Benchmark Business Group

Check Your Assumptions

November 8, 2016

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If  you followed along last week, you've made your "nice" list or rather the list of metrics that you will use in order to evaluate the performance of an employee. This week we're going to discuss checking that list twice. Here's the thing about metrics; they have to be set-up correctly or the results will absolutely fail. 

Incorrect metrics are especially common in sales positions when one isn't sure of how many calls are needed or how many appointments are needed to reach the desired results. In service positions, we commonly see metrics that are too vague such as "deliver top notch customer service" or are unrealistic such as "zero mistakes." 

This week we encourage you to check the assumptions you are making in creating the metrics. We have four tests for you to take each metric through in order to make sure that the assumptions make sense.

Math Test: If the metric can be measured then you must ask: How did we arrive at this number? What research or quantification have we done to ensure that this number is accurate? How does that math add up to others in our industry? Outside of our industry? Can we easily explain how we came up with that measurement to someone else?

The Vague Test: If a new employee read this metric, would it make sense? If it needs explaining, where does that explanation come from? Can we make it clearer without an additional explanation? Can we measure it, even if it's not tangible using a legend or some other method of quantification?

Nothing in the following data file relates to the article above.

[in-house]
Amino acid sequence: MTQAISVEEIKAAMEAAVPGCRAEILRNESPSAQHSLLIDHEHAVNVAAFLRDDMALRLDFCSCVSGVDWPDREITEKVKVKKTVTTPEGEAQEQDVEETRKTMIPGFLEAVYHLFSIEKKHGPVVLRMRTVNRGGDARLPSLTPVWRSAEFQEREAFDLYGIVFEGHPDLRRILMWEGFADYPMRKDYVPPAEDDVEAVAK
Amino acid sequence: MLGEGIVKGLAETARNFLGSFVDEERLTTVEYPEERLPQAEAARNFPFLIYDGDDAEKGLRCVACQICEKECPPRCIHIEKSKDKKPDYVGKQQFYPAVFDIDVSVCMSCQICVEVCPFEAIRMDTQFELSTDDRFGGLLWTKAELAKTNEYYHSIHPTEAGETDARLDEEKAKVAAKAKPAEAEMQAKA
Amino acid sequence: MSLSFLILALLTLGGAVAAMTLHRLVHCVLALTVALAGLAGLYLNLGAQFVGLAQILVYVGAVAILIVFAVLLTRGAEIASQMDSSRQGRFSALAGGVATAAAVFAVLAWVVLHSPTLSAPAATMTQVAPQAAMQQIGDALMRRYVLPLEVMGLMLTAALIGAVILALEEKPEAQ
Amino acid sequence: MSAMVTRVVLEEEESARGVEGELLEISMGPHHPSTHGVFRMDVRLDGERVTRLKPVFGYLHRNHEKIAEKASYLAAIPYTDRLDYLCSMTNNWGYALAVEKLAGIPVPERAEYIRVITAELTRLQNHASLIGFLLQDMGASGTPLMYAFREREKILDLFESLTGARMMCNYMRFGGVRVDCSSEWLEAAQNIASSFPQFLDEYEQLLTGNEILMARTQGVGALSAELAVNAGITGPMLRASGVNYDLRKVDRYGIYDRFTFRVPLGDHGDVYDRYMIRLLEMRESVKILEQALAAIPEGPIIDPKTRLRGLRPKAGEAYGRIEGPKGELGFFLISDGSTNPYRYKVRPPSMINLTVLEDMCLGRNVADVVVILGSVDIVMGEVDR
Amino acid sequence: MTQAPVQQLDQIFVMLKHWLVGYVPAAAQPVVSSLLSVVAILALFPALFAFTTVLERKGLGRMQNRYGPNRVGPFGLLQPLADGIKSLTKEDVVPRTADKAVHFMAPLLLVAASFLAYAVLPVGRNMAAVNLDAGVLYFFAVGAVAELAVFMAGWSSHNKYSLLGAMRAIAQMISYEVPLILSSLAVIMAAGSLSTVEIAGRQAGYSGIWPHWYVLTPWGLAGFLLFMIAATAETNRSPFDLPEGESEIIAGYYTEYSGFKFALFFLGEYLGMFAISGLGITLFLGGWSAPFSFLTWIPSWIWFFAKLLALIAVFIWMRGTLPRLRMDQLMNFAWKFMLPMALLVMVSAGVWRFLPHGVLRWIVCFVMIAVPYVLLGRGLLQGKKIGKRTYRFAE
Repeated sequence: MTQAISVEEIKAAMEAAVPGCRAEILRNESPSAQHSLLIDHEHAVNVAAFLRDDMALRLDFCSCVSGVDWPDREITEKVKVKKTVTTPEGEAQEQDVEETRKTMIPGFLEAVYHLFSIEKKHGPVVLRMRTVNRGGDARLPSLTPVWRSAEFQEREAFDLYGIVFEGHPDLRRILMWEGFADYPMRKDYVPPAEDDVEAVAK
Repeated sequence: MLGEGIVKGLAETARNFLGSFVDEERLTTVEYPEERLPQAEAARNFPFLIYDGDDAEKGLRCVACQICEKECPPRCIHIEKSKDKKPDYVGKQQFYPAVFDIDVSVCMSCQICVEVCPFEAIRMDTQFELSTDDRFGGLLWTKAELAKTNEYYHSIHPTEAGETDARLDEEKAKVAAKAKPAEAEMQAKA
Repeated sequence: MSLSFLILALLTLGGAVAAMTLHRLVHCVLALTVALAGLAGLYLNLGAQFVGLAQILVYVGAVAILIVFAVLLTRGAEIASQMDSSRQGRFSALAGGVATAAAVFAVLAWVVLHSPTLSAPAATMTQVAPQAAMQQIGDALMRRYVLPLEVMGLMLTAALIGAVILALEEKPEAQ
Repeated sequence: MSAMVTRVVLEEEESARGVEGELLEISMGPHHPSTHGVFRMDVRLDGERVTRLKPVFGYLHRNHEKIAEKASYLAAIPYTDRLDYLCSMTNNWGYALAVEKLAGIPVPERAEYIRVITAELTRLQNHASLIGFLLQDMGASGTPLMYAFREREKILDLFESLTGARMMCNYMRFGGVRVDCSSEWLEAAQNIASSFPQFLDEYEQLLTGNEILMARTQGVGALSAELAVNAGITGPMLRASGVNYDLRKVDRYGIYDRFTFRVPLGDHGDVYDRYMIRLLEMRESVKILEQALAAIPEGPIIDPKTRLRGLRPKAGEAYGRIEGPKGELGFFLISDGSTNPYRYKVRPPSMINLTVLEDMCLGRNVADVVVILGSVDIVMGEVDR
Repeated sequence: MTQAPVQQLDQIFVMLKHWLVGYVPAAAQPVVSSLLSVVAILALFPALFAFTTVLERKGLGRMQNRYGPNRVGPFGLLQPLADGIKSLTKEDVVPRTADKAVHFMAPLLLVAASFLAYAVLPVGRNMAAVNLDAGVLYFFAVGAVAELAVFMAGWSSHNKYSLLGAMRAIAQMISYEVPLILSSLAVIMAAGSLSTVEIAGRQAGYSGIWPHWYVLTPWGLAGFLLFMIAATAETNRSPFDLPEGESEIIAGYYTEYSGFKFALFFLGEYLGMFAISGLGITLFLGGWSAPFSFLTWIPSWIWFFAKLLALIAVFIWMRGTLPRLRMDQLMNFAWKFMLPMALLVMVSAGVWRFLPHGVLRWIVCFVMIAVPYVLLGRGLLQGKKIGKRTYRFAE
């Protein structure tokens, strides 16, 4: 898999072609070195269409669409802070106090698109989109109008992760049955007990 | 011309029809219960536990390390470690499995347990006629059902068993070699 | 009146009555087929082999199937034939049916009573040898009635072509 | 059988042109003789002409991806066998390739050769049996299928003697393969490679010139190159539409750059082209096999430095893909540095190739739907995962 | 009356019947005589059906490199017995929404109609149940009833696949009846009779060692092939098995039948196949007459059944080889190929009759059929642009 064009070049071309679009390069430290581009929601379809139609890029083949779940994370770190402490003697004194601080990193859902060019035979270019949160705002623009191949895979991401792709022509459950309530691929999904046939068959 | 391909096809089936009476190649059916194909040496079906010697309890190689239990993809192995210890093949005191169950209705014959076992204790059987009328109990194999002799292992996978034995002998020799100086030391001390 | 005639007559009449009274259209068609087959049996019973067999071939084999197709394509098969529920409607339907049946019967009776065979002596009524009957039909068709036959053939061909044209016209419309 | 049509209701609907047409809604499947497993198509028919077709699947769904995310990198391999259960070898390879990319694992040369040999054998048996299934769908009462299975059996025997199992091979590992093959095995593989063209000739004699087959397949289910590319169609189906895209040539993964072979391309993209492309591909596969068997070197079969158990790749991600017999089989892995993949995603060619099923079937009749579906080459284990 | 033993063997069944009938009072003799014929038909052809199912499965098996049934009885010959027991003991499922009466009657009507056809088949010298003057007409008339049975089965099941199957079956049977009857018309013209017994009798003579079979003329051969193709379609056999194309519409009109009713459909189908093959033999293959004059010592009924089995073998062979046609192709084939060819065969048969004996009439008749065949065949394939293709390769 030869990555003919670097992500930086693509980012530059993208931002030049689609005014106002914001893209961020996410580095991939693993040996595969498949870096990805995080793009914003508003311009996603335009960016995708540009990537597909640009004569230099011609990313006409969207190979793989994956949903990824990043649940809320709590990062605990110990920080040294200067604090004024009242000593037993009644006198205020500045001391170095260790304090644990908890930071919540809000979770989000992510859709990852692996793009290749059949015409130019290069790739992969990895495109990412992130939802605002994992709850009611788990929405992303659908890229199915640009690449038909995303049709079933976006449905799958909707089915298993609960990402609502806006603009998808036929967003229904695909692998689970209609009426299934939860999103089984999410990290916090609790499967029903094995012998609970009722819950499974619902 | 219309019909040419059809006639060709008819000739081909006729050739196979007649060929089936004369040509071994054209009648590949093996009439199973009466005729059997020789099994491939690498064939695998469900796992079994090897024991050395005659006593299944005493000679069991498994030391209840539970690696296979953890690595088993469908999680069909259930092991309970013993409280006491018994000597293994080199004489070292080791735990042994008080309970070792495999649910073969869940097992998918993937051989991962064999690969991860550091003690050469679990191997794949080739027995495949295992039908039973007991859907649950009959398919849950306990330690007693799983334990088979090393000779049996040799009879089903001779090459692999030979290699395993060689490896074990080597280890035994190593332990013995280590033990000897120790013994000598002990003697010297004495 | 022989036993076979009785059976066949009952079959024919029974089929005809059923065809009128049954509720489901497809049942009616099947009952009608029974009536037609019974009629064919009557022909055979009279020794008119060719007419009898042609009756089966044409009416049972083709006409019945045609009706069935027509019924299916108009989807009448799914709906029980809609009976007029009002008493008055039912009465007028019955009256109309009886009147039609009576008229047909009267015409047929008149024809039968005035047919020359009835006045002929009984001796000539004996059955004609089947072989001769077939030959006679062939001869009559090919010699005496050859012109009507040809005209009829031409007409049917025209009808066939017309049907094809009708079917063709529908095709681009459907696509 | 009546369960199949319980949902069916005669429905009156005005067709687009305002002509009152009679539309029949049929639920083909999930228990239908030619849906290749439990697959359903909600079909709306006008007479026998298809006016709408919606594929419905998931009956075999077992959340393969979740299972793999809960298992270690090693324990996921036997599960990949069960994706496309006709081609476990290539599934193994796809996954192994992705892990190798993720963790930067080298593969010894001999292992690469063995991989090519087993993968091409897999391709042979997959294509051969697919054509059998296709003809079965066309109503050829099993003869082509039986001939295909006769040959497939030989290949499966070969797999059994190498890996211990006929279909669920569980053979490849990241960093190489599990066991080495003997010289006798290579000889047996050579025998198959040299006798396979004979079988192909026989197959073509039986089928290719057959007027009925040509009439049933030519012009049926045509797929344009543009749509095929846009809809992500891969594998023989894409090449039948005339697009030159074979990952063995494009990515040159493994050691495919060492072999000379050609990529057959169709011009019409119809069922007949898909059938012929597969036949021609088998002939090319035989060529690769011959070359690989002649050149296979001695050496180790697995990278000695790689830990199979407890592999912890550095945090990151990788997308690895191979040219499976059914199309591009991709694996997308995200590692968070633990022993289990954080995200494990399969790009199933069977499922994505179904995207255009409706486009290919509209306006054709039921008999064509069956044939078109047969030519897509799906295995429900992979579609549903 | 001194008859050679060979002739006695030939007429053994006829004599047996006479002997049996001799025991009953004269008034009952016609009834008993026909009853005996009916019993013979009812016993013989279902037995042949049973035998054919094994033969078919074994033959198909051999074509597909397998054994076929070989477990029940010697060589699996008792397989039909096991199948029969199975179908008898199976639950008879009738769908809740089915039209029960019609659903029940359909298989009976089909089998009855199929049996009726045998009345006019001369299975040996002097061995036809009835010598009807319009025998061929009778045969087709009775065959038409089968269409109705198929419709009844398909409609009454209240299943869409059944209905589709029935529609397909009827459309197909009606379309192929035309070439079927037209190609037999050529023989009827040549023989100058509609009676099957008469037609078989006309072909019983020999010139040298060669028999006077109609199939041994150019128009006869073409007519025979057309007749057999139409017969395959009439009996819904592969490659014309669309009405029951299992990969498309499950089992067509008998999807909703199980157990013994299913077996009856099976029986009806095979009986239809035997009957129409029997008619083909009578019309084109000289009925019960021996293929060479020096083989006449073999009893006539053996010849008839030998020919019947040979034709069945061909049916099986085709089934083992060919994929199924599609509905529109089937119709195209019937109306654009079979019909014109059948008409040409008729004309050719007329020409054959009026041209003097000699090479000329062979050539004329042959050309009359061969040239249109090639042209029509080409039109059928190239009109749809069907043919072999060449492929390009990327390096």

Realistic Test: Can an employee in this position realistically achieve this metric? Are they doing it now? Do they have the training and tools to reach this metric? Can their managers hit this metric? As a company have we proven beyond a shadow of a doubt that it can be done? Has it been done in other companies?

Tracking Test: How easy is it to track this metric? How much time will it take? What systems do we need in place to track it? Who will track the metric? What would get in the way of tracking this metric?

If a metric is important you must find a way to make sure it passes each of the four tests. If it fails, we can guarantee you the impact of having the metric will diminish greatly. Metrics are only as good as the planning that goes into them. They will fail...
 
  • If faulty thinking creates the metric.
  • If employees don't believe they can be reached.
  • If no one is watching/tracking them.
Don't let one small step in the planning stage ruin your metrics. Take time to plan the metrics so that your business can move away knowing that you're implementing the right metrics. 

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